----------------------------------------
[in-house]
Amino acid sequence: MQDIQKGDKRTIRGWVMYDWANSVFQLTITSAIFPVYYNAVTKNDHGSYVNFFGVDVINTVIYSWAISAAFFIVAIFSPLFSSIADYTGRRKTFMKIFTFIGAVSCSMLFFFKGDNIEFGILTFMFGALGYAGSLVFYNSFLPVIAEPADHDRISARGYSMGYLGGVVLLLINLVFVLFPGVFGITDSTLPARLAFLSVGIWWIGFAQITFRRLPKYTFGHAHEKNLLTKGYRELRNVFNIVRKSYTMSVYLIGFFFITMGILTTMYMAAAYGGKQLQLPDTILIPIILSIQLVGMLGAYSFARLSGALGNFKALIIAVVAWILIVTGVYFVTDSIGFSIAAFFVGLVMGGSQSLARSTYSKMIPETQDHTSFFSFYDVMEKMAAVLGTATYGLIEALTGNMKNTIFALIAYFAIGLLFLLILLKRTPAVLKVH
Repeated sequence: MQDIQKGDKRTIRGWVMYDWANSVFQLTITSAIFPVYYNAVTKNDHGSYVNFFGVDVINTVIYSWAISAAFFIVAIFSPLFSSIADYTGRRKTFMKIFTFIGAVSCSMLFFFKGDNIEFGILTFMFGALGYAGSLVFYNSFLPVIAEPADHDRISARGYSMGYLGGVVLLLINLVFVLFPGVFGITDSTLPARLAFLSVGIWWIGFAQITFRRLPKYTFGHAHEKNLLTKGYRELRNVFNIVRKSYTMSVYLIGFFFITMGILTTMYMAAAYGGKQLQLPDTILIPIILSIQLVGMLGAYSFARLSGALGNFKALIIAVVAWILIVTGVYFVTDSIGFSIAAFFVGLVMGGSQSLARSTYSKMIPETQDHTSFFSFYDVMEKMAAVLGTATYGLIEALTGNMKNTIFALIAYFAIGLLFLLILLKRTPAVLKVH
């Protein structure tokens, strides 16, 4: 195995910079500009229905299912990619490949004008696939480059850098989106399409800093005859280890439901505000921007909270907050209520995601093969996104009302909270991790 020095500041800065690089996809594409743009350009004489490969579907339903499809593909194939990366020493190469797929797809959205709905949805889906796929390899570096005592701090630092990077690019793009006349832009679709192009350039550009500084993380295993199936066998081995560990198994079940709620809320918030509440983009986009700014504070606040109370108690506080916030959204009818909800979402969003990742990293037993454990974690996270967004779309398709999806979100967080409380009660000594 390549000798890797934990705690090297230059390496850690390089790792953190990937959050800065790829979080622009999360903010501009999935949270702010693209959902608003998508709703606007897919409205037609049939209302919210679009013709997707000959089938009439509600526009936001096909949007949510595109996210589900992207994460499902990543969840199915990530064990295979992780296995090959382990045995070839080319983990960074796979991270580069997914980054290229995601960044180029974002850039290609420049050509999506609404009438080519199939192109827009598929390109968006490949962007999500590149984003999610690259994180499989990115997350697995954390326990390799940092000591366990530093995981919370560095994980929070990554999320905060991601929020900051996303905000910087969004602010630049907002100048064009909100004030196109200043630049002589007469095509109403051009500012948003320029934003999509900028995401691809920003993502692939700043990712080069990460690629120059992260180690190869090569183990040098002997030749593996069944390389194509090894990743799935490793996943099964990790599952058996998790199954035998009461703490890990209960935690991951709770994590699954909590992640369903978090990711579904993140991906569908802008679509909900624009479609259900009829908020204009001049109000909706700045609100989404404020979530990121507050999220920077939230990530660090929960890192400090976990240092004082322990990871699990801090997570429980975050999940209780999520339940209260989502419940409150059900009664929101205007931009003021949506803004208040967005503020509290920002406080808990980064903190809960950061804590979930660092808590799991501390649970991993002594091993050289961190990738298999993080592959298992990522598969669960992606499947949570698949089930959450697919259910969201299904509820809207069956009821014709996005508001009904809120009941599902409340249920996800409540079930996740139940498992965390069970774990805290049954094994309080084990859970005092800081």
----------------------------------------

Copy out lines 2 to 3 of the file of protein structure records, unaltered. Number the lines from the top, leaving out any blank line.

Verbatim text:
Amino acid sequence: MQDIQKGDKRTIRGWVMYDWANSVFQLTITSAIFPVYYNAVTKNDHGSYVNFFGVDVINTVIYSWAISAAFFIVAIFSPLFSSIADYTGRRKTFMKIFTFIGAVSCSMLFFFKGDNIEFGILTFMFGALGYAGSLVFYNSFLPVIAEPADHDRISARGYSMGYLGGVVLLLINLVFVLFPGVFGITDSTLPARLAFLSVGIWWIGFAQITFRRLPKYTFGHAHEKNLLTKGYRELRNVFNIVRKSYTMSVYLIGFFFITMGILTTMYMAAAYGGKQLQLPDTILIPIILSIQLVGMLGAYSFARLSGALGNFKALIIAVVAWILIVTGVYFVTDSIGFSIAAFFVGLVMGGSQSLARSTYSKMIPETQDHTSFFSFYDVMEKMAAVLGTATYGLIEALTGNMKNTIFALIAYFAIGLLFLLILLKRTPAVLKVH
Repeated sequence: MQDIQKGDKRTIRGWVMYDWANSVFQLTITSAIFPVYYNAVTKNDHGSYVNFFGVDVINTVIYSWAISAAFFIVAIFSPLFSSIADYTGRRKTFMKIFTFIGAVSCSMLFFFKGDNIEFGILTFMFGALGYAGSLVFYNSFLPVIAEPADHDRISARGYSMGYLGGVVLLLINLVFVLFPGVFGITDSTLPARLAFLSVGIWWIGFAQITFRRLPKYTFGHAHEKNLLTKGYRELRNVFNIVRKSYTMSVYLIGFFFITMGILTTMYMAAAYGGKQLQLPDTILIPIILSIQLVGMLGAYSFARLSGALGNFKALIIAVVAWILIVTGVYFVTDSIGFSIAAFFVGLVMGGSQSLARSTYSKMIPETQDHTSFFSFYDVMEKMAAVLGTATYGLIEALTGNMKNTIFALIAYFAIGLLFLLILLKRTPAVLKVH